According to a BoF staff report, there are 25 hatchery facilities across the state that, in 2017, were subject to a 2.5 billion limit on egg-take. It was noted that the actual egg-take in that year was roughly 2.2 billion and that commercial fishermen ended up catching roughly 47 million hatchery-reared salmon with an estimated $331 million in first wholesale value. This was roughly 21 percent of statewide salmon harvest. 194,000 hatchery-reared salmon were caught by sports fishermen and subsistence users.

The ACR was submitted by Virgil Umphenour, a former member of the BoF, who wrote that the request’s purpose was fishery conservation.

“See KRSA ACR,” he wrote in explanation.

Once again, most of the board felt that the request did not meet any of the three criteria.

“I don’t think there’s a fishery conservation purpose or reason in this. I think these fish are providing, without getting into liberations, a very valuable resource for the state,” said Jensen.

While board member Orville Huntington said that he did feel that the ACR had a conservation purpose, he didn’t feel strongly enough to argue the point.

The board voted the ACR down 5-2, with Huntington and Morisky as the dissenting votes.

Prior to voting, the board heard reports from ADF&G salmon fisheries scientist Bill Templin.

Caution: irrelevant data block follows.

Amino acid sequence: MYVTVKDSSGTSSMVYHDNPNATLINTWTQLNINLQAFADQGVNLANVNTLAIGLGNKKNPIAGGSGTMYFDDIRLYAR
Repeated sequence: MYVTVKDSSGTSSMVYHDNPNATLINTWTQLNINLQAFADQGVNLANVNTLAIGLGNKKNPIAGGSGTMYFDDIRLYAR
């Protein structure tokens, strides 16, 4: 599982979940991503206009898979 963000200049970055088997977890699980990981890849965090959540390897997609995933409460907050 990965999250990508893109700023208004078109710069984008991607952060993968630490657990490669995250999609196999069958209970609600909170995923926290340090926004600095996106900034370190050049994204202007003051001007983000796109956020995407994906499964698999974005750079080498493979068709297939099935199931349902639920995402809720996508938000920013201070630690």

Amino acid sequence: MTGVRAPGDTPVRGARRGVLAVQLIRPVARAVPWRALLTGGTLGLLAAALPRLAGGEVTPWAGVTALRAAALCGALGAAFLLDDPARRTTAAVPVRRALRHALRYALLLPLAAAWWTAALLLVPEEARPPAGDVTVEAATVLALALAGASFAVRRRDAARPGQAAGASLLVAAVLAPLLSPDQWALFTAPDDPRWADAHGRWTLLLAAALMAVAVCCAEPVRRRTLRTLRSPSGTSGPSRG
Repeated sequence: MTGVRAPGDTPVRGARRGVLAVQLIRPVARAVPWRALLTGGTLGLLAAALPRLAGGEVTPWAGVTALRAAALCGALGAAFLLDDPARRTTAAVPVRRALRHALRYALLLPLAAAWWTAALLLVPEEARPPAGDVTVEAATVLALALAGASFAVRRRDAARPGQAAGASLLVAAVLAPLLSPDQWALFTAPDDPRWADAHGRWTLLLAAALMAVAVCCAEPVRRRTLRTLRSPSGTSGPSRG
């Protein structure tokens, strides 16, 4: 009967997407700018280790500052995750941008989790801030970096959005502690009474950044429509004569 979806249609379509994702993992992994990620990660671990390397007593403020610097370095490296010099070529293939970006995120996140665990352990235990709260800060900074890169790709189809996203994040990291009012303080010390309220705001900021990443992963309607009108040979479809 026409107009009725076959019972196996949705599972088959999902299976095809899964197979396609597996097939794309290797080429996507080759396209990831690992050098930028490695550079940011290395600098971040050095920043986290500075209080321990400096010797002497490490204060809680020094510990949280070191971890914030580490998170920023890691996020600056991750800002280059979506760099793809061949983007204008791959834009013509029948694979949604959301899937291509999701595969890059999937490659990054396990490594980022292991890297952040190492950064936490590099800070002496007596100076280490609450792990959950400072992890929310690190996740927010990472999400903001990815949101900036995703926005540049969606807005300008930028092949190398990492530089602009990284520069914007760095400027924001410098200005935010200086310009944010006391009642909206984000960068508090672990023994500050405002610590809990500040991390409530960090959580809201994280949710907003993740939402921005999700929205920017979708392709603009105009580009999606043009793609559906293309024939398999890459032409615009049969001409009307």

Templin went through studies that raise questions over the impact of hatchery-reared fish on wild stocks, but said none are conclusive. There is a large data-gap, he said.

“One of our Russian colleagues likens it to catching a moonbeam in a jar,” he said to a question of whether hatchery-reared salmon are bumping up against the carrying-capacity of the North Pacific Ocean. “There are no simple answers to this.”

While some studies suggest that straying hatchery-reared fish could mingle with wild stocks and negatively affect their genetics, Templin said there is not enough data to support this hypothesis.

“Correlation in the data that you happen to have does not mean correlation in the real world,” he said.

When it came to the question of whether genetic changes negatively affect wild stock sustainability, Templinsaid, “That hasn’t been answered yet.”

He noted the need to establish some specific hypotheses and then conduct studies to answer those questions, rather than just using current information.

He added, “This is not within the capacity of the Alaska Department of Fish and Game,” adding that ADF&G has various partners, which might be able to make headway with such a study.

The board also heard from members of the public. While not all of the comments made were in support of the hatchery program, most were – including comments from Kodiakans.

“Our subsistence fish is stocked every year through hatchery fish. It would have a dramatic effect on our community if you adjusted that,” said Denise May, a resident of Port Lions.

She also said the Native Village of Old Harbor has economic development projects planned that involve the participation Kodiak Regional Aquaculture Association.

“We would like you to realize that our Native people, our Alutiiq people on Kodiak island, would be dramatically affected by any decisions you guys make,” she said. Other members of the public commented that the hatchery program has been a success and has helped sustain the livelihoods of many fishermen across the state.

“Leave a system that works alone,” said one member of the public, eliciting a round of applause.